By Sarah Eilers ~
Last month, I had the privilege of collaborating with Dr. Oliver Gaycken, professor of film studies at the University of Maryland-College Park, to present several rarely-seen films from the National Library of Medicine’s historical audiovisuals collection. The occasion was the 11th Orphan Film Symposium held at the Museum of the Moving Image in Queens, New York, which this year included participants from 15 nations.
Narrowly defined, an orphan film is a motion picture abandoned by its creator, owner, or caretaker. More broadly, the term has come to refer to films outside the commercial mainstream, including amateur, industrial, experimental, home, and medical films. Even if not abandoned, the origins of these films are often hard to trace.
Orphans—as attendees call the event—is a biennial four-day gathering of film scholars, historians, archivists, collectors, students, and technical experts. While some Orphans attendees are familiar with the NLM’s collection of 10,000+ historical audiovisual productions, many are not. Our presentation provided an opportunity to share the richness of NLM’s collection and the promise it holds for research and education across the disciplines.
Orphans chooses a different theme for each meeting, and all sessions embody that focus in some fashion. The 2018 theme? Love.
Archivists, Scholars, and Love Doctors
As an archivist in the NLM’s History of Medicine Division, I opened our joint presentation with an overview of the mission of the NLM and its historical audiovisuals program. Dr. Gaycken then presented his paper, titled “Love Doctors and Medical Media.” Gaycken discussed four NLM-held training films dating from the 1970s and showed excerpts from each. The films were intended to educate physicians and psychologists in couples-counseling, particularly in the area of sexual dysfunction.
Dr. Gaycken played selected clips and guided the audience through the pedagogy demonstrated in each production, noting that at least two of the films are part of a series called Aspects of Sexual Interviewing. Gaycken observed that the films “employ a similar form, presenting an interview followed by a ‘replay analysis’ of key moments presented with voice-over commentary.” Dr. Harold Lief, a University of Pennsylvania psychiatrist and psychotherapist who advocated the integration of sex education into the medical school curriculum, provides the films’ guiding presence. Dr. David Reed, a younger colleague of Lief’s, is the interviewer who interacts directly with couples or individual patients. Replay analysis, said Gaycken, puts us all in mind of sports, but it’s just a “then-contemporary word for an old educational technique, that of guided recapitulation,” which Lief oversees.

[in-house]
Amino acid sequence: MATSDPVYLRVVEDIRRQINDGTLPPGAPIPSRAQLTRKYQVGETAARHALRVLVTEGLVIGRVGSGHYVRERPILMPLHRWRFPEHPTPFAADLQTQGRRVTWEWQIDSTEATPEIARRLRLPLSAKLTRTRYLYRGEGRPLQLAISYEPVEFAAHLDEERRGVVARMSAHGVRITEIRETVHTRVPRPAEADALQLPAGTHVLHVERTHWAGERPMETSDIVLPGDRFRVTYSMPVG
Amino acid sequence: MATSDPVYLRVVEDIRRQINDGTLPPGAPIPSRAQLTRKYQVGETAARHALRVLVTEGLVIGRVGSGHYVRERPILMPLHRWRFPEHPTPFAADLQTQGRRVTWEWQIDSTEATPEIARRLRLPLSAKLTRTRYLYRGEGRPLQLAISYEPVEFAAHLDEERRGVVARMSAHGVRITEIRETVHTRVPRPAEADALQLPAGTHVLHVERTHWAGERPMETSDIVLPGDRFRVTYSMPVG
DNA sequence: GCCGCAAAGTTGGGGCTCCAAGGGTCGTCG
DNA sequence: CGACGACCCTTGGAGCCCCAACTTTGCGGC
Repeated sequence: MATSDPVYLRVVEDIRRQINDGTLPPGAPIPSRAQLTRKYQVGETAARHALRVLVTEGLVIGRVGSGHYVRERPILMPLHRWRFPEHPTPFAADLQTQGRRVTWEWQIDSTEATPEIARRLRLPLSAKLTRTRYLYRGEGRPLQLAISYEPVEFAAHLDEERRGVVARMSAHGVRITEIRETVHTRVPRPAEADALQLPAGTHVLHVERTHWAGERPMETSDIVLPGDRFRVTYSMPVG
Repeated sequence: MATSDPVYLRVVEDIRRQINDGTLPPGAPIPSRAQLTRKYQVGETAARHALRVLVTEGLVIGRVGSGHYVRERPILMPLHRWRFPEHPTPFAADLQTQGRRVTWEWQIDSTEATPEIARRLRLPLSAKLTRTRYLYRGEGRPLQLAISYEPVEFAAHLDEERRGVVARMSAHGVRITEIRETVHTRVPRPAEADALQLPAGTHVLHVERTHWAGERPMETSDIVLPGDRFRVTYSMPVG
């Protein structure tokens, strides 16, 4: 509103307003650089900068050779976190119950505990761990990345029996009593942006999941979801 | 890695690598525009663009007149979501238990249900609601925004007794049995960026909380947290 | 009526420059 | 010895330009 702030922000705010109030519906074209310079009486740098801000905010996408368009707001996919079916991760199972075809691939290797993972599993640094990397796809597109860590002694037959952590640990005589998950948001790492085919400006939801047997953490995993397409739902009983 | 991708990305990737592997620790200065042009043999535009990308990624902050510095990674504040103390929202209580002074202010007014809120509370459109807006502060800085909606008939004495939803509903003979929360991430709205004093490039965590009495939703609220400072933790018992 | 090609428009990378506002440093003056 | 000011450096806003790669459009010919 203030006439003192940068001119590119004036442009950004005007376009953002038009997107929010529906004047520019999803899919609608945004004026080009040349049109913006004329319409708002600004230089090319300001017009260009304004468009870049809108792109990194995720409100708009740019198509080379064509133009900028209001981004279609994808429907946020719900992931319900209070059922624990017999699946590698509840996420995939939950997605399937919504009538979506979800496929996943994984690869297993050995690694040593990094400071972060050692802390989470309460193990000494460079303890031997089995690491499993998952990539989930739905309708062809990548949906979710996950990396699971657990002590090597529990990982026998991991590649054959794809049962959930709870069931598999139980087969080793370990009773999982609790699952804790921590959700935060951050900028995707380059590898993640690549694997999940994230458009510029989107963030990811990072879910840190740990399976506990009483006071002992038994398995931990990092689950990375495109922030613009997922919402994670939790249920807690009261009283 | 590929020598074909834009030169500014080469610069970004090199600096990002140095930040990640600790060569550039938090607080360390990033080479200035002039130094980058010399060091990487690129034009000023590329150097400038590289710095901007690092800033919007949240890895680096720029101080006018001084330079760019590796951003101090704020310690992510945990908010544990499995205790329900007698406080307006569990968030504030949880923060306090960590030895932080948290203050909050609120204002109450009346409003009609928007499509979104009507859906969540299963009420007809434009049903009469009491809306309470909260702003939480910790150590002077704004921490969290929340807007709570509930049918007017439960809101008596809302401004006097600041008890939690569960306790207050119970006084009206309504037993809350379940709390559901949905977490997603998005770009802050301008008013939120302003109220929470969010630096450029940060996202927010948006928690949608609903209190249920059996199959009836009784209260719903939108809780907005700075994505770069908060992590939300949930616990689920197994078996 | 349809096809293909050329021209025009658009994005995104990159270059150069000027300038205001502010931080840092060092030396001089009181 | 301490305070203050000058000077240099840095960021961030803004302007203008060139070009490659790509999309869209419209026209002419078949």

The fourth title Gaycken presented, Bill and Sue: A Co-Therapy Team Approach, features two real-life therapists, Drs. Avinoam and Beryl Chernick, who are married to one another. Curiously, the doctors also play the roles of the couple they are counseling, Bill and Sue. They change their clothes, affects, and tones of voice as they pretend to be troubled newlyweds Bill and Sue, and then confident, professional Avinoam and Beryl. “Their self-awareness here is not just a gag to lighten the mood,” said Gaycken. “By playing themselves as counselors as well as patients, the Chernicks literalize the therapists’ tools of mirroring and modeling.”
Medical Media at NLM
During the last portion of our session, I introduced the audience to the planned redesign of NLM’s Medical Movies on the Web, which has been informed by user feedback received over the past several years. Connected to NLM Digital Collections and frequently featured in this blog, Medical Movies on the Web offers curation of rare and sometimes unique film content in the NLM collections. Original scholarly essays accompany the films, often supplemented with images and other archival material drawn from within and outside NLM collections. We anticipate a reimagined site that will offer additional context about the films and information about medical movie-making, appeal to a range of audiences, improve groupings of film, link and layer descriptive content, and allow users to more easily search the site. After hearing about it, several conference participants kindly volunteered to contribute essays, while others expressed interest in specific content (e.g. more silent films).
All Kinds of Love
Our presentation about NLM’s training films was in good company, as Orphans presenters interpreted the Love theme inventively. Some showed long-hidden film fragments depicting romantic or familial love. Others emphasized their own love of a particular subject. Several speakers showed home movies that depicted the interests of their creators, ranging from helicopters to travel to political independence movements. One historian introduced the audience to footage by an amateur filmmaker, Walther Barth, who filmed all aspects of his life, from the 1920s through the 1960s.
An archivist from the China Film Archive traveled from Beijing to present a beautifully restored 1922 film titled Laborer’s Love, which featured a medical angle of its own. A Chinese fruit-seller wishes to marry a young lady whose father is a healer. Business has been slow lately for Father, so he advises the young man to send more business his way, and in return he’ll grant his permission for the marriage. What’s a fruit-seller to do? Why, rig up a flight of stairs that go flat when someone steps upon them. A dozen people slide down the stairs and land in heaps, bruised and sore. All make their way to Father for treatment. Permission granted.
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